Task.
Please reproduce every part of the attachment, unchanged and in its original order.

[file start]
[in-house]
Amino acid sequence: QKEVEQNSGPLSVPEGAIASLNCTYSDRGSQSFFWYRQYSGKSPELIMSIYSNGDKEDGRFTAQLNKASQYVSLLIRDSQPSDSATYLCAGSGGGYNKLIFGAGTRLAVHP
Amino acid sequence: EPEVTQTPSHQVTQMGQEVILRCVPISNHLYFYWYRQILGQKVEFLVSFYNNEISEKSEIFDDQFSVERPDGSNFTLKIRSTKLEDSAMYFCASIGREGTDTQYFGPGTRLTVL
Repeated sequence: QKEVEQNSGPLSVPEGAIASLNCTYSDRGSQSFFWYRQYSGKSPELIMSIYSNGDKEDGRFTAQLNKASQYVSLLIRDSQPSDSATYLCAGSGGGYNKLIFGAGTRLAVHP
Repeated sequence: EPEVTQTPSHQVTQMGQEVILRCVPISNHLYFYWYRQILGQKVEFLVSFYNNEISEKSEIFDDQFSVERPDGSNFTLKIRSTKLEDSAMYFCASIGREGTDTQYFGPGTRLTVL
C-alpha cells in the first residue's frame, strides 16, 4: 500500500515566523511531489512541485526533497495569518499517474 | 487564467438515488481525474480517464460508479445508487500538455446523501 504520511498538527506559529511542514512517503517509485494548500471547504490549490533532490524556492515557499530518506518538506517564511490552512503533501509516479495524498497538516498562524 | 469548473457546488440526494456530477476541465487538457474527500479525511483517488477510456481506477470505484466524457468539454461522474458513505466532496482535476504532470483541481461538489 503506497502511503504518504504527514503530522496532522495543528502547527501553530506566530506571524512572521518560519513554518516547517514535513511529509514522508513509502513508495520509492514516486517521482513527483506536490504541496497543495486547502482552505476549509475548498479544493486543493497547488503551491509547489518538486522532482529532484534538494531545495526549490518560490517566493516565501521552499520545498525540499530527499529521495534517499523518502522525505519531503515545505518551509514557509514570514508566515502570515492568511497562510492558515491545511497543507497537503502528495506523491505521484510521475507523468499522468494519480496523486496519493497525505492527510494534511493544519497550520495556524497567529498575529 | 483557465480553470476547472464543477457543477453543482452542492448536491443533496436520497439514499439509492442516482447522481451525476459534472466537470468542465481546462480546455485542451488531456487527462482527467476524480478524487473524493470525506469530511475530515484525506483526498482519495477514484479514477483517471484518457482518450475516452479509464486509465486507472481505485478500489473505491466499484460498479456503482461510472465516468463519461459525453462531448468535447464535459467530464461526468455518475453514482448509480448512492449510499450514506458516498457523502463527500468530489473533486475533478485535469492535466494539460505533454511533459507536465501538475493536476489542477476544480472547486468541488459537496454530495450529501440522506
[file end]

[in-house]
Amino acid sequence: QKEVEQNSGPLSVPEGAIASLNCTYSDRGSQSFFWYRQYSGKSPELIMSIYSNGDKEDGRFTAQLNKASQYVSLLIRDSQPSDSATYLCAGSGGGYNKLIFGAGTRLAVHP
Amino acid sequence: EPEVTQTPSHQVTQMGQEVILRCVPISNHLYFYWYRQILGQKVEFLVSFYNNEISEKSEIFDDQFSVERPDGSNFTLKIRSTKLEDSAMYFCASIGREGTDTQYFGPGTRLTVL
Repeated sequence: QKEVEQNSGPLSVPEGAIASLNCTYSDRGSQSFFWYRQYSGKSPELIMSIYSNGDKEDGRFTAQLNKASQYVSLLIRDSQPSDSATYLCAGSGGGYNKLIFGAGTRLAVHP
Repeated sequence: EPEVTQTPSHQVTQMGQEVILRCVPISNHLYFYWYRQILGQKVEFLVSFYNNEISEKSEIFDDQFSVERPDGSNFTLKIRSTKLEDSAMYFCASIGREGTDTQYFGPGTRLTVL
C-alpha cells in the first residue's frame, strides 16, 4: 500500500515566523511531489512541485526533497495569518499517474 | 487564467438515488481525474480517464460508479445508487500538455446523501 504520511498538527506559529511542514512517503517509485494548500471547504490549490533532490524556492515557499530518506518538506517564511490552512503533501509516479495524498497538516498562524 | 469548473457546488440526494456530477476541465487538457474527500479525511483517488477510456481506477470505484466524457468539454461522474458513505466532496482535476504532470483541481461538489 503506497502511503504518504504527514503530522496532522495543528502547527501553530506566530506571524512572521518560519513554518516547517514535513511529509514522508513509502513508495520509492514516486517521482513527483506536490504541496497543495486547502482552505476549509475548498479544493486543493497547488503551491509547489518538486522532482529532484534538494531545495526549490518560490517566493516565501521552499520545498525540499530527499529521495534517499523518502522525505519531503515545505518551509514557509514570514508566515502570515492568511497562510492558515491545511497543507497537503502528495506523491505521484510521475507523468499522468494519480496523486496519493497525505492527510494534511493544519497550520495556524497567529498575529 | 483557465480553470476547472464543477457543477453543482452542492448536491443533496436520497439514499439509492442516482447522481451525476459534472466537470468542465481546462480546455485542451488531456487527462482527467476524480478524487473524493470525506469530511475530515484525506483526498482519495477514484479514477483517471484518457482518450475516452479509464486509465486507472481505485478500489473505491466499484460498479456503482461510472465516468463519461459525453462531448468535447464535459467530464461526468455518475453514482448509480448512492449510499450514506458516498457523502463527500468530489473533486475533478485535469492535466494539460505533454511533459507536465501538475493536476489542477476544480472547486468541488459537496454530495450529501440522506